Also in the works are recordings of music by American avant-garde composer George Antheil, music inspired by Stéphane Grappelli, and a new children`s book and concert, “Jake and the Musical Zoo.”

All Music Guide says that the new CD allow[s] listeners to savor every note, every chord, every subtly of Brahms' writing … Fewer's interpretation is one of graceful, unfettered simplicity.”

The Cleveland Orchestra appoints director of artistic planning

Cleveland Orchestra Executive Director Gary Hanson announces the appointment of Cristina Rocca as director of artistic planning. Ms. Rocca will be responsible for managing all aspects of artistic planning and programming at The Cleveland Orchestra, including managing all artist relations, programming, and presentations at Severance Hall and the Blossom Festival. She will begin her duties with the Orchestra on January 3, 2011.

Gary Hanson said, “I am pleased to announce the appointment of Cristina Rocca. Her extensive global experience in artistic administration and her long-term relationships with artists of international stature will make her a valuable member of our team.”

Cristina Rocca comes to Cleveland from the Orchestre Philharmonique de Strasbourg in France , where she has served as artistic manager since April 2006. In this role, she has been responsible, in collaboration with music director Marc Albrecht, for the programming and artistic administration of the concert season promoted by the OPS, including symphonic and chamber music concerts and recitals, education concerts, and operas in concert version. Her role also includes negotiating with Radio France regarding broadcasts, working with the record label PentaTone, and negotiating national and foreign tours. Prior to the Orchestre Philharmonique de Strasbourg, Ms. Rocca held positions including head of concerts and programming for the Bournemouth Symphony Orchestra in the United Kingdom, working with conductors Yakov Kreizberg and Marin Alsop; head of artistic programming for the Orchestra of the Accademia di Santa Cecilia in Rome, working with principal conductor Daniele Gatti; and assistant to music director Myung-Whun Chung at the Paris Opera.

Celebrating Its Diamond Anniversary, Metropolitan Opera Guild Remembers Its Pioneering Founder, Eleanor Belmont (1878-1979)

As the Metropolitan Opera Guild prepares to celebrate its diamond anniversary with a star-studded gala luncheon at New York’s Waldorf=Astoria on December 7, it is time to reflect on the Guild’s illustrious founder. Eleanor Robson Belmont (1878-1979) was one of the most remarkable and influential figures of her day, and her pioneering approach to fundraising helped save the Metropolitan Opera from closure during the Depression. Today, the Guild remains vital in supporting the Met and cultivating wider public interest in opera. From her birth in northern England to a career as a Broadway leading lady, marriage to one of the wealthiest men in the world, and revolutionizing of arts fundraising, Belmont led a colorful, one-of-a-kind life. She made a tremendous difference for the causes she believed in, and she did so decades before women were taken seriously in the business world.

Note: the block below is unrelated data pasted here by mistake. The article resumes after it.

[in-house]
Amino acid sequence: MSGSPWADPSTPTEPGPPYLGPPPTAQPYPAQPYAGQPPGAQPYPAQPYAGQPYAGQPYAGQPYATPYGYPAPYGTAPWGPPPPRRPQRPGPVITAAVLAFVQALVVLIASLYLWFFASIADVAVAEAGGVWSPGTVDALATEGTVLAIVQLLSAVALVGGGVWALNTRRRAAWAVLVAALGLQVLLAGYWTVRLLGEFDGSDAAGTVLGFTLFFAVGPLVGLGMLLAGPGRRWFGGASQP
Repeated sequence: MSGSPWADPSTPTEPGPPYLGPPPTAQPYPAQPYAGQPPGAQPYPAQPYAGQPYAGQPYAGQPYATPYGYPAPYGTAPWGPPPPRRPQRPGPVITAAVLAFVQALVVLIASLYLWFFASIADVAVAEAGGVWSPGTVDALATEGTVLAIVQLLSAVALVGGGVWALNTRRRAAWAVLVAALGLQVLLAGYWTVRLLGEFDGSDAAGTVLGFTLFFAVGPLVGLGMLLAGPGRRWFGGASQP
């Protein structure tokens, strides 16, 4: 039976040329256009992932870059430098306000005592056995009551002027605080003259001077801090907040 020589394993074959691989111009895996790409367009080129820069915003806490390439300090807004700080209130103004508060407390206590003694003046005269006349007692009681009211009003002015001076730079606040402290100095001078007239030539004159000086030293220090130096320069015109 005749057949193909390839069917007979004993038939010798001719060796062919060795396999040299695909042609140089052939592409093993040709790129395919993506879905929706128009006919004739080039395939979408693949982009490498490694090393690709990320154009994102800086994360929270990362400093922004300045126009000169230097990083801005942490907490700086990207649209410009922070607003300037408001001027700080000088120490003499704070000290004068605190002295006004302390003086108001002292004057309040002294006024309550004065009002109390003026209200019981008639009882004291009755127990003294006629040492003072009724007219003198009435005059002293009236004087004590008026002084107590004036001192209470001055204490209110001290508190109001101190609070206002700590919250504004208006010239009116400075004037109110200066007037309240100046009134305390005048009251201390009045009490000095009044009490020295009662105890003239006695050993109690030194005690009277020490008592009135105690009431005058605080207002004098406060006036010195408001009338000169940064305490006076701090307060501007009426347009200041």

Belmont’s success in arts fundraising and management owed little to her beginnings. Born into a theatrical family in Wigan, Lancashire in 1878, she moved to America at the age of seven so that her mother could pursue an acting career. When young Eleanor left school, she too went on the stage, working in stock companies from Honolulu to Milwaukee before making her New York debut in 1900. Her London debut came four years later, and it was there that she caught the attention of George Bernard Shaw, who wrote the play Major Barbara for her (although, being committed to another production, she was unable to take on the title role). Her career as a leading Broadway actress lasted ten years, ending with her retirement in 1910, when she married August Belmont, Jr. – an American banker best-remembered for financing and building New York’s first subway system, as well as Belmont Park racetrack and the Cape Cod Canal.

Eleanor Belmont adapted to her new life with ease, mingling with some of the most exciting luminaries of the day (these would come to include Houdini, Charles Lindbergh, and Franklin Delano Roosevelt), and – like many women in her new social sphere – entering into charity work. Her enterprise, level of commitment, and flair for leadership, however, went far beyond the norm. When the First World War broke out, she became one of the top fundraisers for the American Red Cross and made frequent trips to Europe as a Red Cross inspector, even when the journey was considered most dangerous.

Nor did August Belmont’s death in 1924 diminish his widow’s efforts. Before the war, the couple had been regular patrons of the Metropolitan Opera, and during the Depression Eleanor was instrumental in raising the funds necessary to save the Met from financial ruin. She concentrated on soliciting small donations, an approach previously unknown within the arts, and succeeded in raising $300,000. As a result, she was grudgingly admitted to the company’s formerly all-male Board of Directors, where her further fundraising efforts soon saw her admitted to the Board’s Executive Committee. In 1935, when the Met’s financial position once again became critical, she returned to the still-groundbreaking practice of raising “small gifts from large numbers,” and thus, at her proposal, the Metropolitan Opera Guild was born. By means of entreaties on the radio by herself and others, the Guild signed on 2,239 members in its first year. As Belmont would put it, “democratization of the opera had begun.”